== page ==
Crafton ends Trucks drought
Matt Crafton finally ended a three-year winless streak when the three-time and reigning series champ held off Christian Eckes over the final 20 laps to win the second race of a Truck Series doubleheader at Kansas Speedway. It was his first victory since Eldora in July 2017, a frustrating stretch off 67 races and oh-so many near misses.
“It was very sweet. Not a lot of give-up in these guys, no doubt,” Crafton said before a burnout in front of the empty grandstands. “We came back from the whole pandemic, we were fast but we had no results to show for it. We led laps at Charlotte and we just had horrendous races, four races in a row. But we’re back now.”
Crafton stayed out of a slew of late-race cautions on Saturday to find himself at the front on the final restart. The 19-year-old Eckes, chasing his first career Truck Series win, managed to trim a deficit of more than a second to one-tenth with two laps to go, but he couldn’t make his last opening stick. He wound up cruising across in second place.
“Just what a comeback for our team, We stunk yesterday. I can’t sugarcoat it,” Eckes said. “We were terrible. We worked last night and today to get better. We were just perfect at the end.”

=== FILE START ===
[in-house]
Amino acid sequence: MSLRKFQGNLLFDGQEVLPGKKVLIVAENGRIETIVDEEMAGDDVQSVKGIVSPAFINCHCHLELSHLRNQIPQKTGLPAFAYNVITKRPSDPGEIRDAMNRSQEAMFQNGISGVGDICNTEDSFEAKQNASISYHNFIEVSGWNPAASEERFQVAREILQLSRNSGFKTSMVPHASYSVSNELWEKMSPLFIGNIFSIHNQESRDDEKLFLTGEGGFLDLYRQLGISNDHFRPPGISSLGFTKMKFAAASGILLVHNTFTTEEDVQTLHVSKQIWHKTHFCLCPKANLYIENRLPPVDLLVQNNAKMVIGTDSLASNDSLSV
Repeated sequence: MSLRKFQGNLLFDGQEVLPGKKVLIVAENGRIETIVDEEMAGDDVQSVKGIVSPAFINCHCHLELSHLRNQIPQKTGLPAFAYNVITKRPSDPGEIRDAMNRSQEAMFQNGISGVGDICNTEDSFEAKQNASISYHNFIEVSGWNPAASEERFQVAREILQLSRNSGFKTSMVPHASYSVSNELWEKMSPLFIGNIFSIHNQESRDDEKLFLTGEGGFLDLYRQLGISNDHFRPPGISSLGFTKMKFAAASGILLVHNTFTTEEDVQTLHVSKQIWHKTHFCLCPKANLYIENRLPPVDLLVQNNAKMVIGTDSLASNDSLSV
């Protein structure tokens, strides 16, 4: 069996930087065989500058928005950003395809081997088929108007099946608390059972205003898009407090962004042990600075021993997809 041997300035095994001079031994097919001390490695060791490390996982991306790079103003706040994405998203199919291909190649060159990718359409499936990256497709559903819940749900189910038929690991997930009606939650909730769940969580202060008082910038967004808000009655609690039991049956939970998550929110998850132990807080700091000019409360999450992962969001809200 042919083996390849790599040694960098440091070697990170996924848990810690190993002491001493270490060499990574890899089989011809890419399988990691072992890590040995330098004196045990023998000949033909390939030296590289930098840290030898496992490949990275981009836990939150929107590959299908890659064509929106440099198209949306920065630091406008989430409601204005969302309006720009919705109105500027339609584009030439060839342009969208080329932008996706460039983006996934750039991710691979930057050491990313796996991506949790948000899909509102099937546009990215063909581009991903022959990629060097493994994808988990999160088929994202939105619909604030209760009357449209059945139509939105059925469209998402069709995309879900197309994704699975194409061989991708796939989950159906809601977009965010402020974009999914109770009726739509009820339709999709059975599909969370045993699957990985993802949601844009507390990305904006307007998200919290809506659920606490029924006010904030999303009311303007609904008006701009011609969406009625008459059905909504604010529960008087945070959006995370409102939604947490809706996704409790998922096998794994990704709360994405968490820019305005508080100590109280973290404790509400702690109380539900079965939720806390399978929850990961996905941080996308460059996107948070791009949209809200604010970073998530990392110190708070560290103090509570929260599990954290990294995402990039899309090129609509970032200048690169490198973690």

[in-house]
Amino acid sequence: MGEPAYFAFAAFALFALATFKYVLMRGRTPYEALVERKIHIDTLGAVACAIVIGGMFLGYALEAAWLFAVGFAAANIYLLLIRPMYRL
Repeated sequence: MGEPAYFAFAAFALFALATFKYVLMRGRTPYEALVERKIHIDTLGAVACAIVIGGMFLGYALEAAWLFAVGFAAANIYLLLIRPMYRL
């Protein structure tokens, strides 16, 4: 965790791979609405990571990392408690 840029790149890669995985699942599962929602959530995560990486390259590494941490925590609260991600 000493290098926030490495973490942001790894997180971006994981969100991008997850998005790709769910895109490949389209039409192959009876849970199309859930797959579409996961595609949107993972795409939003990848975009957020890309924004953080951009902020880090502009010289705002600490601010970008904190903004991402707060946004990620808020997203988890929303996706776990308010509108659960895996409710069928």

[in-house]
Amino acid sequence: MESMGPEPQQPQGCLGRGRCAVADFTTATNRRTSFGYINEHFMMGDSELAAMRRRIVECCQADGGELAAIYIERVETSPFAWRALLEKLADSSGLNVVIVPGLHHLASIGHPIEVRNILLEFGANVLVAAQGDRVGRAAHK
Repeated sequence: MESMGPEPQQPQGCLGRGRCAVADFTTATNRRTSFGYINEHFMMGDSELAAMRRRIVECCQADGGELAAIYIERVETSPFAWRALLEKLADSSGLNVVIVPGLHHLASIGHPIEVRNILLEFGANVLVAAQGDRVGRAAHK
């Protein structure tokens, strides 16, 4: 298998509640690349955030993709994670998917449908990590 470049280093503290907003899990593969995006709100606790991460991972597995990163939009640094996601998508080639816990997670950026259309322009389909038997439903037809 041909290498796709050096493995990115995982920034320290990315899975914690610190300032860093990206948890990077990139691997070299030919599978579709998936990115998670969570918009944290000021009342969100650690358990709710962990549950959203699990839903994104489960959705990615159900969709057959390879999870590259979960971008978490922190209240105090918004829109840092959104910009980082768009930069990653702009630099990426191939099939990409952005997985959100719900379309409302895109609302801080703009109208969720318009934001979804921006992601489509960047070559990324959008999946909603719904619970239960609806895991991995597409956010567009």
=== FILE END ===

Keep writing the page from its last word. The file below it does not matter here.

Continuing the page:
Almost perfect. Just like Eckes almost made it to victory lane for the first time for the second straight week.
“I mean, it’s not as much anger as last week at Texas,” he said, “but at the same aspect it’s a little disappointing. But it’s hard to be disappointed how we ran yesterday and how we came back today.
Grant Enfinger was third, Tanner Gray fourth and Ben Rhodes fifth on a stifling afternoon under the sun. It was about 90 degrees when the trucks rolled off the starting grid, one day after the heat during the late-afternoon opening race resulted in five drivers – including Crafton – getting treated afterward at the infield care center.